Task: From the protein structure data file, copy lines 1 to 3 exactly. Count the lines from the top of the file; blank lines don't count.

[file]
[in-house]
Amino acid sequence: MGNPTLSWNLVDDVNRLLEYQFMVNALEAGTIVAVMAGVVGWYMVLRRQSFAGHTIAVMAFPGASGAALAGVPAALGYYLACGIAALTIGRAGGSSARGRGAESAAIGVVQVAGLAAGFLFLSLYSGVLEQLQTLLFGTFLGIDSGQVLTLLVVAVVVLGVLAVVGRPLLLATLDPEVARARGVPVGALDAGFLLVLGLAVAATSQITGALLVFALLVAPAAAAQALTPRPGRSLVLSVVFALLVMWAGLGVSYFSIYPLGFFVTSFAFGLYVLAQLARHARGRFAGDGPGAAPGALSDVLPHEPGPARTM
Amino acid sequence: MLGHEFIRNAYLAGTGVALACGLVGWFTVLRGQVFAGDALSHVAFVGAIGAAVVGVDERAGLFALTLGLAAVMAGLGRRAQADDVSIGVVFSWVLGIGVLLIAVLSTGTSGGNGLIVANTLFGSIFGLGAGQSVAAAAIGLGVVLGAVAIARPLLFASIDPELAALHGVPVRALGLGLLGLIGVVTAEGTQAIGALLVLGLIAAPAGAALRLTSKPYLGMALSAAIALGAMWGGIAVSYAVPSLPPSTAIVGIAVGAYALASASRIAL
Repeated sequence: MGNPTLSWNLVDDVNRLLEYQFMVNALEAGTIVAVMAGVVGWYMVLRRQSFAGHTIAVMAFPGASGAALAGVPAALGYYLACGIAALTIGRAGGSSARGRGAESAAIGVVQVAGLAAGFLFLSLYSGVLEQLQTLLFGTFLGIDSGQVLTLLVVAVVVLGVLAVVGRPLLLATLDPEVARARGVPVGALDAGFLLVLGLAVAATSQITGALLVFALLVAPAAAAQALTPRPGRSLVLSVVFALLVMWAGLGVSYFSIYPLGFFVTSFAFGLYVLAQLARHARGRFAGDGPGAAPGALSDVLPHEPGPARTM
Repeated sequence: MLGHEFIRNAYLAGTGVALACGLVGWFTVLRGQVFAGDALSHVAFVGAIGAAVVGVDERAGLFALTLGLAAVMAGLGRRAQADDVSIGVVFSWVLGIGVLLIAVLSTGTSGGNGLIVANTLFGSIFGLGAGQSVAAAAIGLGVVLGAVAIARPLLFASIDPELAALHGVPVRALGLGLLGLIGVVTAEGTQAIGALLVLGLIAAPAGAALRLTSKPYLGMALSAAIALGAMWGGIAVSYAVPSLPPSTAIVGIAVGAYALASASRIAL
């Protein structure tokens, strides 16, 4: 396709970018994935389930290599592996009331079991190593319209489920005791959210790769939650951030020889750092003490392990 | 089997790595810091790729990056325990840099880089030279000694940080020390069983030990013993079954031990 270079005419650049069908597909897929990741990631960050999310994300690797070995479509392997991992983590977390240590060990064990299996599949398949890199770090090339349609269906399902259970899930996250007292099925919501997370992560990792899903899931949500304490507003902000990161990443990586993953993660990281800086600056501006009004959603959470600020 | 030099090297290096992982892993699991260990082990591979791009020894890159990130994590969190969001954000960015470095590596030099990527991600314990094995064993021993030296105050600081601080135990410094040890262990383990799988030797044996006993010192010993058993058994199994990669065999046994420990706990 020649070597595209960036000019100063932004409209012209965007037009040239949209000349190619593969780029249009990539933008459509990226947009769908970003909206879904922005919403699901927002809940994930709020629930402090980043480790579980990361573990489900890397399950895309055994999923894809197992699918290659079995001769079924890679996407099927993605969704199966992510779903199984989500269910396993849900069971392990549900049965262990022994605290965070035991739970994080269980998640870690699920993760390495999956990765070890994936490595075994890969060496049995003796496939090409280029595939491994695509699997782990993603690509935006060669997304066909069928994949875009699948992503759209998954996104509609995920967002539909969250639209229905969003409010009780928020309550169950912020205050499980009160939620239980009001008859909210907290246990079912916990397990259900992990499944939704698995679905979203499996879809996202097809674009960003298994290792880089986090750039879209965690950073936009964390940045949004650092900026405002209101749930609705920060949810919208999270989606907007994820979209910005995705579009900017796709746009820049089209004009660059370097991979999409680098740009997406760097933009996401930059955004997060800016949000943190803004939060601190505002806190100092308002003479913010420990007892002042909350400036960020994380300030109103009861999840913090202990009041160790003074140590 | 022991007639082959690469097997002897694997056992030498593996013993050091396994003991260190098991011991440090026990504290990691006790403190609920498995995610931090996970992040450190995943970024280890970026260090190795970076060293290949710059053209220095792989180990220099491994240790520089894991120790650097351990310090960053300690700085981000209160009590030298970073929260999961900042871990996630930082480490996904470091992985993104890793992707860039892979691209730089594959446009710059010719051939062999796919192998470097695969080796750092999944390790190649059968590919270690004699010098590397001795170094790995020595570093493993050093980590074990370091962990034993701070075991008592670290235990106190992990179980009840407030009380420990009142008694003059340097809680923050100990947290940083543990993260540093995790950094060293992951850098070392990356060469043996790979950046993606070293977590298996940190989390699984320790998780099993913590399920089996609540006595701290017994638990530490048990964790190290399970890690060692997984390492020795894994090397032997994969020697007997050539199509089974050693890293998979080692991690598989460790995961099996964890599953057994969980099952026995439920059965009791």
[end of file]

[in-house]
Amino acid sequence: MGNPTLSWNLVDDVNRLLEYQFMVNALEAGTIVAVMAGVVGWYMVLRRQSFAGHTIAVMAFPGASGAALAGVPAALGYYLACGIAALTIGRAGGSSARGRGAESAAIGVVQVAGLAAGFLFLSLYSGVLEQLQTLLFGTFLGIDSGQVLTLLVVAVVVLGVLAVVGRPLLLATLDPEVARARGVPVGALDAGFLLVLGLAVAATSQITGALLVFALLVAPAAAAQALTPRPGRSLVLSVVFALLVMWAGLGVSYFSIYPLGFFVTSFAFGLYVLAQLARHARGRFAGDGPGAAPGALSDVLPHEPGPARTM
Amino acid sequence: MLGHEFIRNAYLAGTGVALACGLVGWFTVLRGQVFAGDALSHVAFVGAIGAAVVGVDERAGLFALTLGLAAVMAGLGRRAQADDVSIGVVFSWVLGIGVLLIAVLSTGTSGGNGLIVANTLFGSIFGLGAGQSVAAAAIGLGVVLGAVAIARPLLFASIDPELAALHGVPVRALGLGLLGLIGVVTAEGTQAIGALLVLGLIAAPAGAALRLTSKPYLGMALSAAIALGAMWGGIAVSYAVPSLPPSTAIVGIAVGAYALASASRIAL